Gigantic jet spied from black hole in early universe
Astronomers have discovered evidence for an extraordinarily long jet of particles from a supermassive black hole in the early Universe, using NASA's Chandra X-ray Observatory.
If confirmed, it would be the most distant supermassive black hole with a jet detected in X-rays, coming from a galaxy about 12.7 billion light years from Earth. It may help explain how the biggest black holes formed at a very early time in the Universe's history.
The source of the jet is a quasar—a rapidly growing supermassive black hole—named PSO J352.4034-15.3373 (PJ352-15 for short), which sits at the center of a young galaxy. It is one of the two most powerful quasars detected in radio waves in the first billion years after the Big Bang, and is about a billion times more massive than the Sun.
How are supermassive black holes able to grow so quickly to reach such an enormous mass in this early epoch of the Universe? This is one of the key questions in astronomy today.
Despite their powerful gravity and fearsome reputation, black holes do not inevitably pull in everything that approaches close to them. Material orbiting around a black hole in a disk needs to lose speed and energy before it can fall farther inwards to cross the so-called event horizon, the point of no return. Magnetic fields can cause a braking effect on the disk as they power a jet, which is one key way for material in the disk to lose energy and, therefore, enhance the rate of growth of black holes.
"If a playground merry-go-round is moving too fast, it's hard for a child to move towards the center, so someone or something needs to slow the ride down," said Thomas Connor of NASA's Jet Propulsion Laboratory (JPL) in Pasadena, Calif., who led the study. "Around supermassive black holes, we think jets can take enough energy away so material can fall inward and the black hole can grow."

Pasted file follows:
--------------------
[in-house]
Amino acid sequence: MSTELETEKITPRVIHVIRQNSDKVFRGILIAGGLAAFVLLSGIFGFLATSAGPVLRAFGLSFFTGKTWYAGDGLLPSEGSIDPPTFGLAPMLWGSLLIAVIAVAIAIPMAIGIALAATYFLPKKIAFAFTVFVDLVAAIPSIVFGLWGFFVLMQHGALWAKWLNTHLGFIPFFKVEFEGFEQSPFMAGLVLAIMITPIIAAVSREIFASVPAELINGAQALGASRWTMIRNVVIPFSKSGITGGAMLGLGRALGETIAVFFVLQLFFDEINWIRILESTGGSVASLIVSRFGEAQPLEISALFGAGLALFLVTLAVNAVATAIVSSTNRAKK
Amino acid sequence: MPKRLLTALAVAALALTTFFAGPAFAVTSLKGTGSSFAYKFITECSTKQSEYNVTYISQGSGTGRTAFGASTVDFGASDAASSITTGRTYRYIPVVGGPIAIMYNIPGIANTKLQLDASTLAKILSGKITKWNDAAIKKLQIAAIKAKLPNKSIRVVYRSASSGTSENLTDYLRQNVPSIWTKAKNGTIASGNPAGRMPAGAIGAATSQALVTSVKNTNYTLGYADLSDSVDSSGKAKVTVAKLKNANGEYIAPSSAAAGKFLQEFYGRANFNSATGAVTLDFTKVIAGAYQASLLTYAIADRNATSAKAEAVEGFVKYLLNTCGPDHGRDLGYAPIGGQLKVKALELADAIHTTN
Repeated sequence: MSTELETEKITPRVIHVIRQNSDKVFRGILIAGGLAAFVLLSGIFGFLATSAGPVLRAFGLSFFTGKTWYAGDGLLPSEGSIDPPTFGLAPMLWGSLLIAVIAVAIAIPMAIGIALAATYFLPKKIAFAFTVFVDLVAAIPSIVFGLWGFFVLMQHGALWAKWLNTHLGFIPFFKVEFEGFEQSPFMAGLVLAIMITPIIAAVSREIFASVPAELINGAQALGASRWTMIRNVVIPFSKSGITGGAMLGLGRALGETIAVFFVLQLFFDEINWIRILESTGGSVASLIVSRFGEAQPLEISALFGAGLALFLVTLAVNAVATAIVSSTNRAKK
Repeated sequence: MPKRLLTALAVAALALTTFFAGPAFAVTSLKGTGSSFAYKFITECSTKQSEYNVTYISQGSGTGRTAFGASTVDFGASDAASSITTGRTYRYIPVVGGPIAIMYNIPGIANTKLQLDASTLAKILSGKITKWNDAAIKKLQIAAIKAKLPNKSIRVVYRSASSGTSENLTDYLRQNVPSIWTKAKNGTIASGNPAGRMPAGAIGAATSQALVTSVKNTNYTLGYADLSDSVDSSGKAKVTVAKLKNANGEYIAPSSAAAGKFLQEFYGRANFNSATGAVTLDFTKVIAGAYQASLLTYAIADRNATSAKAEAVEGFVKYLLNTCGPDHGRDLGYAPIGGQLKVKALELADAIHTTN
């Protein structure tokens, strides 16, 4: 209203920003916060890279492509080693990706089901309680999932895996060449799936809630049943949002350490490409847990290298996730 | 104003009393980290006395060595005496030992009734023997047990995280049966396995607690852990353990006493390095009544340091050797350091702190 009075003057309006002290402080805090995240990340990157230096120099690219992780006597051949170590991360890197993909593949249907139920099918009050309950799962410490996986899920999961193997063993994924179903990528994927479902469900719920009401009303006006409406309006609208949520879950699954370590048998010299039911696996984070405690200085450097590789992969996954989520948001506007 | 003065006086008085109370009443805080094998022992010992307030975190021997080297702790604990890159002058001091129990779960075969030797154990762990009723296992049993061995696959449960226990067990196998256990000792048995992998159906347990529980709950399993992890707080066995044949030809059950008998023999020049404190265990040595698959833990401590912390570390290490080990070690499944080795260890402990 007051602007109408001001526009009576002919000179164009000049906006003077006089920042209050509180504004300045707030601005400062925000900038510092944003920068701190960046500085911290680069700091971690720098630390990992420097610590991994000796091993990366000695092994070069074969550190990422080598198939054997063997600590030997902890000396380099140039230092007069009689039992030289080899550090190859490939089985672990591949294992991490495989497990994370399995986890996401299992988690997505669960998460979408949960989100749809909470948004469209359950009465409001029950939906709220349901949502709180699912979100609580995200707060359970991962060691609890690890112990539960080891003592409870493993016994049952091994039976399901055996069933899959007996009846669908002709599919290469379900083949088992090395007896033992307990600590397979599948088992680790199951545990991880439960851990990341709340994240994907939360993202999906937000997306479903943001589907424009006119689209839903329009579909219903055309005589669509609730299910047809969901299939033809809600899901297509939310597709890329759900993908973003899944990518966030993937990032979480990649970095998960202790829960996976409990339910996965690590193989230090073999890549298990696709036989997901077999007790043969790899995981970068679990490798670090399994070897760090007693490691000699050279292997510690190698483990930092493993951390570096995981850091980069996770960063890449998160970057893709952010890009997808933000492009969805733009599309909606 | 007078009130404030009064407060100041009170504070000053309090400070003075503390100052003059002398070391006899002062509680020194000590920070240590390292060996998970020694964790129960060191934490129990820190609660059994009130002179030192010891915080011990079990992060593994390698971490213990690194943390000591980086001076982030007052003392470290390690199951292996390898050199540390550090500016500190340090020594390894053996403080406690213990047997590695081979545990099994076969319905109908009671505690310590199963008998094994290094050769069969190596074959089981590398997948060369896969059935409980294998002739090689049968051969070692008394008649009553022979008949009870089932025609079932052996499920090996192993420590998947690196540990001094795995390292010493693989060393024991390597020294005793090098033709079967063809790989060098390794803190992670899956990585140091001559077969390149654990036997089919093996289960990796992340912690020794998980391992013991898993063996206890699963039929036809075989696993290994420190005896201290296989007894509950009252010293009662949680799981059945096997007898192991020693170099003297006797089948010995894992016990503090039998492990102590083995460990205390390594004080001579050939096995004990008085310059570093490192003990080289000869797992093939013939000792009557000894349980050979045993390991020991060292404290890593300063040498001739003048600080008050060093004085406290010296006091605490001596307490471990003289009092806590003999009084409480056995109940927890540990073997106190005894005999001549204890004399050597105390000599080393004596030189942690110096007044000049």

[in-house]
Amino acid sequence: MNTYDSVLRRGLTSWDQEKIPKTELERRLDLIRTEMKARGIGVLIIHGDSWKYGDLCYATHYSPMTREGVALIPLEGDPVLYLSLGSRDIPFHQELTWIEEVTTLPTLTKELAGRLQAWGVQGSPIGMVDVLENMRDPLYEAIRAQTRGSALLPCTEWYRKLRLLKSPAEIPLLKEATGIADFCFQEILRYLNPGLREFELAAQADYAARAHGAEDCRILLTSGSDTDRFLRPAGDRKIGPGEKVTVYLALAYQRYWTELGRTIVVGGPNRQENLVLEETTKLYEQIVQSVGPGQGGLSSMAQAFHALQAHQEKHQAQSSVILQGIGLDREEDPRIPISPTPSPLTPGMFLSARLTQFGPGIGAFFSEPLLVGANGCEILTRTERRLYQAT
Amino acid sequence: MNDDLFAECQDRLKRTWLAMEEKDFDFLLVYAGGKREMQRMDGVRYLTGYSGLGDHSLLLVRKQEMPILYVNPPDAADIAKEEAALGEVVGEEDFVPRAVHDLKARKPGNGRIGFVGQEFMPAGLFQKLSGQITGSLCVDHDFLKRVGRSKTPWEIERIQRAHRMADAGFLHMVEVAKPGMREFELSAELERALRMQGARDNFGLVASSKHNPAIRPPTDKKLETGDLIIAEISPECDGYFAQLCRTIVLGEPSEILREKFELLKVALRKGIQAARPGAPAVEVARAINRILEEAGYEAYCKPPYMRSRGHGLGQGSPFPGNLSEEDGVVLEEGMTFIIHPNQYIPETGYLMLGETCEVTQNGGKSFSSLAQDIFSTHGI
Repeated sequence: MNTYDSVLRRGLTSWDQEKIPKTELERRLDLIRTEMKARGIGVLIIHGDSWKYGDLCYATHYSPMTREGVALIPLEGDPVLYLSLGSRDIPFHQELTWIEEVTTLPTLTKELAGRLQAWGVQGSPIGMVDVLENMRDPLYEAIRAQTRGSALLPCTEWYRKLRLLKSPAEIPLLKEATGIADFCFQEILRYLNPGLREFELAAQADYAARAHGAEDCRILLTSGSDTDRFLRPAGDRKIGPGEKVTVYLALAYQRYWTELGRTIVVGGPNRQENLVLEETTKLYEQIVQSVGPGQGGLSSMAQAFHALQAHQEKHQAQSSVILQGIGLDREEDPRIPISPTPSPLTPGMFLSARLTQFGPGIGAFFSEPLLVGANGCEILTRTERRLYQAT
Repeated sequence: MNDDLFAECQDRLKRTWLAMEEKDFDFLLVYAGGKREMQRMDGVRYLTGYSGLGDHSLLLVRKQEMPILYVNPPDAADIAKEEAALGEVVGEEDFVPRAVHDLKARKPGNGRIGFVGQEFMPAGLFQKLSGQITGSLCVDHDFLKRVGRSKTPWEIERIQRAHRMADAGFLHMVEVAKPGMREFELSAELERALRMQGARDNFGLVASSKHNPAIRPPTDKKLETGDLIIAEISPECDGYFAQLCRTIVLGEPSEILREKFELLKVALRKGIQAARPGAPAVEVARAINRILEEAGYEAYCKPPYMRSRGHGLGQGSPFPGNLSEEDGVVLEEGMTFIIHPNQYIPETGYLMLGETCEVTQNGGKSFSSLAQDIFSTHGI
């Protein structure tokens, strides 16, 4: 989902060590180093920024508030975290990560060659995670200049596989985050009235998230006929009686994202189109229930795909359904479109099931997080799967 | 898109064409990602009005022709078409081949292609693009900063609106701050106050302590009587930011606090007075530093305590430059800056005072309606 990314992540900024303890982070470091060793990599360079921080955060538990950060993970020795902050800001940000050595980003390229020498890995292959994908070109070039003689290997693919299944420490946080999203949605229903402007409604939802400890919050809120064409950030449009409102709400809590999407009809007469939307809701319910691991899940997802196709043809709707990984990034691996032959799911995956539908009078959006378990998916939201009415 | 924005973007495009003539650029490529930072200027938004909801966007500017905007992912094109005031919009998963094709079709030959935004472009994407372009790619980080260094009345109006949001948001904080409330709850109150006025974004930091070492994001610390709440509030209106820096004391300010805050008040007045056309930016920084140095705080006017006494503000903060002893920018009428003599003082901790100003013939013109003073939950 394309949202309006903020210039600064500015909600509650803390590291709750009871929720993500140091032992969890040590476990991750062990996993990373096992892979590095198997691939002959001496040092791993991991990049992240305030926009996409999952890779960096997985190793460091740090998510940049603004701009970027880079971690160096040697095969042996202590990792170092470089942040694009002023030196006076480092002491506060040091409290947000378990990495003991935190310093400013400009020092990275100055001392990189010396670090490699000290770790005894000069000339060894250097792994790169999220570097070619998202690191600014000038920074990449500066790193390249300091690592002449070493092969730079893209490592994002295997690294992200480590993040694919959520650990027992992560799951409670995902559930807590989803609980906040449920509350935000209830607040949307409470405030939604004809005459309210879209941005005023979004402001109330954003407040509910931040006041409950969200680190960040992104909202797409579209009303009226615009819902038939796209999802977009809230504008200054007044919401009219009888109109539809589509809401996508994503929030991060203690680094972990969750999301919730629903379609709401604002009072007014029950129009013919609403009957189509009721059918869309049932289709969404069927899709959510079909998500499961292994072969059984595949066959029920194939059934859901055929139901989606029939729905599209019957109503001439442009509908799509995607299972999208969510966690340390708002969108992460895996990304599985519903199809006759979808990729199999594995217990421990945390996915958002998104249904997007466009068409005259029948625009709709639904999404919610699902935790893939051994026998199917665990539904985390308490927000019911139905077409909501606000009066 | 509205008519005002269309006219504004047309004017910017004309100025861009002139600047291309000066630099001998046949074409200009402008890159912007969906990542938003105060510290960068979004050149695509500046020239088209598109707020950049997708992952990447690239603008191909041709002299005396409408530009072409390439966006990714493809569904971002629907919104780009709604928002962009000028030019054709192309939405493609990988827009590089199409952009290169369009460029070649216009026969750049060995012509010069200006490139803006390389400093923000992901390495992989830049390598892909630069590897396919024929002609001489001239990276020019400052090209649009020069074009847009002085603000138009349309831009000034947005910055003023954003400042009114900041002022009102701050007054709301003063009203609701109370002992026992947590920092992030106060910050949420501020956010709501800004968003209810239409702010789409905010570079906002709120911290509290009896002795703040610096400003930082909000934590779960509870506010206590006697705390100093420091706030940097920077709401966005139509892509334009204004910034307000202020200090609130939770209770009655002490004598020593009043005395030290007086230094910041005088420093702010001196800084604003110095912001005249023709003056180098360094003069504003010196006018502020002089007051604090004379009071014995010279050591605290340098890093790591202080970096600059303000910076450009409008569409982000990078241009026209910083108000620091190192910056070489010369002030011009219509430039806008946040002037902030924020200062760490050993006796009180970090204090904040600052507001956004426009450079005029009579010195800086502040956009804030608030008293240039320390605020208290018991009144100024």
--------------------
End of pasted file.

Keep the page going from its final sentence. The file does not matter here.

Astronomers needed to observe PJ352-15 for a total of three days using the sharp vision of Chandra to detect evidence for the X-ray jet. X-ray emission was detected about 160,000 light years away from the quasar along the same direction as much shorter jets seen in radio waves. By comparison, the entire Milky Way spans about 100,000 light years.
PJ352-15 breaks a couple of different astronomical records. First, the longest jet previously observed from the first billion years after the Big Bang was only about 5,000 light years in length, corresponding to the radio observations of PJ352-15. Second, PJ352-15 is about 300 million light years farther away than the most distant X-ray jet recorded before it.
"The length of this jet is significant because it means that the supermassive black hole powering it has been growing for a considerable period of time," said co-author Eduardo Bañados of the Max Planck Institute for Astronomy (MPIA) in Heidelberg, Germany. "This result underscores how X-ray studies of distant quasars provide a critical way to study the growth of the most distant supermassive black holes."
The light detected from this jet was emitted when the Universe was only 0.98 billion years old, less than a tenth of its present age. At this point, the intensity of the cosmic microwave background radiation (CMB) left over from the Big Bang was much greater than it is today.
As the electrons in the jet fly away from the black hole at close to the speed of light, they move through and collide with photons making up the CMB radiation, boosting the energy of the photons up into the X-ray range to be detected by Chandra. In this scenario, the X-rays are significantly boosted in brightness compared to radio waves. This agrees with the observation that the large X-ray jet feature has no associated radio emission.
"Our result shows that X-ray observations can be one of the best ways to study quasars with jets in the early Universe," said co-author Daniel Stern, also of JPL. "Or to put it another way, X-ray observations in the future may be the key to unlocking the secrets of our cosmic past."
A paper describing these results has been accepted for publication in The Astrophysical Journal.